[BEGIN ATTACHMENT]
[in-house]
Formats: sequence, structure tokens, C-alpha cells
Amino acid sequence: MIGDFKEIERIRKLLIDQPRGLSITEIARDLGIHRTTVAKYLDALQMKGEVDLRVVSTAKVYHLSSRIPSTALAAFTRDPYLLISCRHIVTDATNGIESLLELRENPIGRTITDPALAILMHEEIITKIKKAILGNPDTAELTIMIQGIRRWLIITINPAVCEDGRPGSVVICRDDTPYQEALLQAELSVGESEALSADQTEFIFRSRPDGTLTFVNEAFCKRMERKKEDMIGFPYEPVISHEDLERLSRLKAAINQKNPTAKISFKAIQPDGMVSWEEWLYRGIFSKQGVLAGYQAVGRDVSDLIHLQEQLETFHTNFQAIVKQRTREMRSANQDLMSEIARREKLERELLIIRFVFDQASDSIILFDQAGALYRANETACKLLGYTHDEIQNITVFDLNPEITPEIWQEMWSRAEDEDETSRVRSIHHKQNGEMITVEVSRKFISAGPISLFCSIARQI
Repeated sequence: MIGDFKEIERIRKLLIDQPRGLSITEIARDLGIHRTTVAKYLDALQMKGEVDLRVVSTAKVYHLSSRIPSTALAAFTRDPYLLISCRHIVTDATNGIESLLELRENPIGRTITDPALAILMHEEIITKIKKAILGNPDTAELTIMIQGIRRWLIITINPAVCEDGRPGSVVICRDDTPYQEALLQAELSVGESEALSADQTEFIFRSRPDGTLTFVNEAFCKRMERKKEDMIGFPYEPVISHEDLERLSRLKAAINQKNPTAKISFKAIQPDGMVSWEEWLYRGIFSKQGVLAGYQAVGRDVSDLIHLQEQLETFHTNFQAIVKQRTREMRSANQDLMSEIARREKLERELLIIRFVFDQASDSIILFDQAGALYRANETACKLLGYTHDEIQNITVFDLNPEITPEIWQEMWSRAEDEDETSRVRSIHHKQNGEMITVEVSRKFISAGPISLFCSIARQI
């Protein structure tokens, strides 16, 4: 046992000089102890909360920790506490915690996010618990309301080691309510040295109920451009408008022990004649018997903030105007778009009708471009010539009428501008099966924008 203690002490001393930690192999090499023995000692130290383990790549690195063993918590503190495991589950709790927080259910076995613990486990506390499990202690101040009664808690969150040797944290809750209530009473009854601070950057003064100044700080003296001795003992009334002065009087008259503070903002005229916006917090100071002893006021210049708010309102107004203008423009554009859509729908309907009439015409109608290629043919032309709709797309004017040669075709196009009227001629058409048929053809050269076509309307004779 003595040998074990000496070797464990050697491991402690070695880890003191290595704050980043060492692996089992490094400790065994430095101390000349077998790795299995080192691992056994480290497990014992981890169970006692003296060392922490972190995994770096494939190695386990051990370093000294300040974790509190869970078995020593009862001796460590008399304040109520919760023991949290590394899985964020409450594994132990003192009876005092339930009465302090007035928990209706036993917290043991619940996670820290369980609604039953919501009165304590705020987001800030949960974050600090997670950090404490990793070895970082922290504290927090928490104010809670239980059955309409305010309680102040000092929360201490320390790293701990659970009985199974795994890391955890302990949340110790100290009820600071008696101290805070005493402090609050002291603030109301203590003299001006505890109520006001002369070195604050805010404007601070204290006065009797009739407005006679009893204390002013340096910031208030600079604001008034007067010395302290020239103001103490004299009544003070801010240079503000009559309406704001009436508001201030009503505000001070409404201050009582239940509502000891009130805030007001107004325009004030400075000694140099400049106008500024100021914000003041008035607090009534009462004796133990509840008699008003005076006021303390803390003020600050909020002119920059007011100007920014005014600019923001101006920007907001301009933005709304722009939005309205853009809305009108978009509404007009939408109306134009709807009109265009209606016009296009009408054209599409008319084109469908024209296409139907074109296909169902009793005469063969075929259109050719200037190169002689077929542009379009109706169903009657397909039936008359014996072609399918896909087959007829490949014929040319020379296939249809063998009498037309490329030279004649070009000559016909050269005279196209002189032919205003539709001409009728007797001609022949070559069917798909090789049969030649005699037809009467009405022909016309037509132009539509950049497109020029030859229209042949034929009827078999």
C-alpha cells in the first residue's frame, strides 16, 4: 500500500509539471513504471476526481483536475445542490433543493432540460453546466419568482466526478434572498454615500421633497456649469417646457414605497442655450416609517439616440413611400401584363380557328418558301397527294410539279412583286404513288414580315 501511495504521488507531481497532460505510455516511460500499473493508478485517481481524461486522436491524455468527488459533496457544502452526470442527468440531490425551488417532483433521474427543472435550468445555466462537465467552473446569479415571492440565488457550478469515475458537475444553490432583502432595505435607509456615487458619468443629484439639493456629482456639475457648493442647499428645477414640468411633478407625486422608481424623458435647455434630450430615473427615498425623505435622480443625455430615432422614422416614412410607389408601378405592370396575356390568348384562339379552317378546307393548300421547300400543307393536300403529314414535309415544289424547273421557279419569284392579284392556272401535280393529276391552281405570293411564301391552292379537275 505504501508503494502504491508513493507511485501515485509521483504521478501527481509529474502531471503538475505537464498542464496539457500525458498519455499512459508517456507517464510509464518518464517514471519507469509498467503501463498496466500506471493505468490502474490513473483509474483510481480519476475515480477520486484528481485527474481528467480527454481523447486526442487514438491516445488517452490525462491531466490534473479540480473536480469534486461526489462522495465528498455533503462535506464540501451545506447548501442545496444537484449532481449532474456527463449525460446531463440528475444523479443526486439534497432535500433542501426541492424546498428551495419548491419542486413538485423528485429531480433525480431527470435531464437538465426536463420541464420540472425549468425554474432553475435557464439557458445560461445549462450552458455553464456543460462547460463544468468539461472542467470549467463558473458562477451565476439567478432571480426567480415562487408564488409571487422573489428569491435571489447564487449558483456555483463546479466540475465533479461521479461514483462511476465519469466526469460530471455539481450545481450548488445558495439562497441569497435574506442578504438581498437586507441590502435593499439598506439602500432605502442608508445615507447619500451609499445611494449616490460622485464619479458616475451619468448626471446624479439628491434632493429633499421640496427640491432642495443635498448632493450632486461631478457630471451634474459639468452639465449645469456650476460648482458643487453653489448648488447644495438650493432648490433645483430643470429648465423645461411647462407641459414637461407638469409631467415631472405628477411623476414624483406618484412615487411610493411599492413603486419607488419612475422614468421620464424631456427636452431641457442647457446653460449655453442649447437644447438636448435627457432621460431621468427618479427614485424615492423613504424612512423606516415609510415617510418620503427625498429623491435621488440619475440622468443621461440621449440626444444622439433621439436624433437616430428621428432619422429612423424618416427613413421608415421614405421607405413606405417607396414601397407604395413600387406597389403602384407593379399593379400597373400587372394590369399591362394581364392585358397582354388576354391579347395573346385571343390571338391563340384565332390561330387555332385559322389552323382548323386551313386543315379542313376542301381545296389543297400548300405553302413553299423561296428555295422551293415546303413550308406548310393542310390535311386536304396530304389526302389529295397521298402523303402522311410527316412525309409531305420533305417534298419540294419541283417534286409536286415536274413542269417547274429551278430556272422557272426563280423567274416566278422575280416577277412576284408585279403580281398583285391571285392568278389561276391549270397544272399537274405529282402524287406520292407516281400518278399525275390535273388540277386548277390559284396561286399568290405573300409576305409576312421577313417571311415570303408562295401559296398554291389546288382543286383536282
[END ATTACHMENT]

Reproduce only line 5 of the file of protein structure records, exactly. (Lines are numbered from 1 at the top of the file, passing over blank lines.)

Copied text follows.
């Protein structure tokens, strides 16, 4: 046992000089102890909360920790506490915690996010618990309301080691309510040295109920451009408008022990004649018997903030105007778009009708471009010539009428501008099966924008 203690002490001393930690192999090499023995000692130290383990790549690195063993918590503190495991589950709790927080259910076995613990486990506390499990202690101040009664808690969150040797944290809750209530009473009854601070950057003064100044700080003296001795003992009334002065009087008259503070903002005229916006917090100071002893006021210049708010309102107004203008423009554009859509729908309907009439015409109608290629043919032309709709797309004017040669075709196009009227001629058409048929053809050269076509309307004779 003595040998074990000496070797464990050697491991402690070695880890003191290595704050980043060492692996089992490094400790065994430095101390000349077998790795299995080192691992056994480290497990014992981890169970006692003296060392922490972190995994770096494939190695386990051990370093000294300040974790509190869970078995020593009862001796460590008399304040109520919760023991949290590394899985964020409450594994132990003192009876005092339930009465302090007035928990209706036993917290043991619940996670820290369980609604039953919501009165304590705020987001800030949960974050600090997670950090404490990793070895970082922290504290927090928490104010809670239980059955309409305010309680102040000092929360201490320390790293701990659970009985199974795994890391955890302990949340110790100290009820600071008696101290805070005493402090609050002291603030109301203590003299001006505890109520006001002369070195604050805010404007601070204290006065009797009739407005006679009893204390002013340096910031208030600079604001008034007067010395302290020239103001103490004299009544003070801010240079503000009559309406704001009436508001201030009503505000001070409404201050009582239940509502000891009130805030007001107004325009004030400075000694140099400049106008500024100021914000003041008035607090009534009462004796133990509840008699008003005076006021303390803390003020600050909020002119920059007011100007920014005014600019923001101006920007907001301009933005709304722009939005309205853009809305009108978009509404007009939408109306134009709807009109265009209606016009296009009408054209599409008319084109469908024209296409139907074109296909169902009793005469063969075929259109050719200037190169002689077929542009379009109706169903009657397909039936008359014996072609399918896909087959007829490949014929040319020379296939249809063998009498037309490329030279004649070009000559016909050269005279196209002189032919205003539709001409009728007797001609022949070559069917798909090789049969030649005699037809009467009405022909016309037509132009539509950049497109020029030859229209042949034929009827078999």